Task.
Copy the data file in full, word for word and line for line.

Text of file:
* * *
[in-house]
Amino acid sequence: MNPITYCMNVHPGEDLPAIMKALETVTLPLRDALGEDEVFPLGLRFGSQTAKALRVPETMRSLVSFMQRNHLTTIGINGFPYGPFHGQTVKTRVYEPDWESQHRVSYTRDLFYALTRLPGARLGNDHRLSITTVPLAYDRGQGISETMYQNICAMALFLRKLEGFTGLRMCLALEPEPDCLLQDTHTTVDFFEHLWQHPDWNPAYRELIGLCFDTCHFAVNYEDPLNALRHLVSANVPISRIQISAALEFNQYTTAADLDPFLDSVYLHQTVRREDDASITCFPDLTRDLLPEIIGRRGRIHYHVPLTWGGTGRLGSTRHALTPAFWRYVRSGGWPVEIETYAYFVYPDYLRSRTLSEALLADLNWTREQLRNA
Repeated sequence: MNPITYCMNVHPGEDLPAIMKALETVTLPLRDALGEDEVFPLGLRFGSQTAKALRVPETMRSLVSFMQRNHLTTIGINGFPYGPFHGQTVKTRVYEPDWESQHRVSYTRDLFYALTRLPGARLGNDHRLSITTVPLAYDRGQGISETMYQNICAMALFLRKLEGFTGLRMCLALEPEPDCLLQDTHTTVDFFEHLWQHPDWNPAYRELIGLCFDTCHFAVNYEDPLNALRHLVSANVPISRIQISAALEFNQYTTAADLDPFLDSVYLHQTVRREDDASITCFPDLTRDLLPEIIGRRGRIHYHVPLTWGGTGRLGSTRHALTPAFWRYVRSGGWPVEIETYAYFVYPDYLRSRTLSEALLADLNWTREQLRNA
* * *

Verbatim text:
[in-house]
Amino acid sequence: MNPITYCMNVHPGEDLPAIMKALETVTLPLRDALGEDEVFPLGLRFGSQTAKALRVPETMRSLVSFMQRNHLTTIGINGFPYGPFHGQTVKTRVYEPDWESQHRVSYTRDLFYALTRLPGARLGNDHRLSITTVPLAYDRGQGISETMYQNICAMALFLRKLEGFTGLRMCLALEPEPDCLLQDTHTTVDFFEHLWQHPDWNPAYRELIGLCFDTCHFAVNYEDPLNALRHLVSANVPISRIQISAALEFNQYTTAADLDPFLDSVYLHQTVRREDDASITCFPDLTRDLLPEIIGRRGRIHYHVPLTWGGTGRLGSTRHALTPAFWRYVRSGGWPVEIETYAYFVYPDYLRSRTLSEALLADLNWTREQLRNA
Repeated sequence: MNPITYCMNVHPGEDLPAIMKALETVTLPLRDALGEDEVFPLGLRFGSQTAKALRVPETMRSLVSFMQRNHLTTIGINGFPYGPFHGQTVKTRVYEPDWESQHRVSYTRDLFYALTRLPGARLGNDHRLSITTVPLAYDRGQGISETMYQNICAMALFLRKLEGFTGLRMCLALEPEPDCLLQDTHTTVDFFEHLWQHPDWNPAYRELIGLCFDTCHFAVNYEDPLNALRHLVSANVPISRIQISAALEFNQYTTAADLDPFLDSVYLHQTVRREDDASITCFPDLTRDLLPEIIGRRGRIHYHVPLTWGGTGRLGSTRHALTPAFWRYVRSGGWPVEIETYAYFVYPDYLRSRTLSEALLADLNWTREQLRNA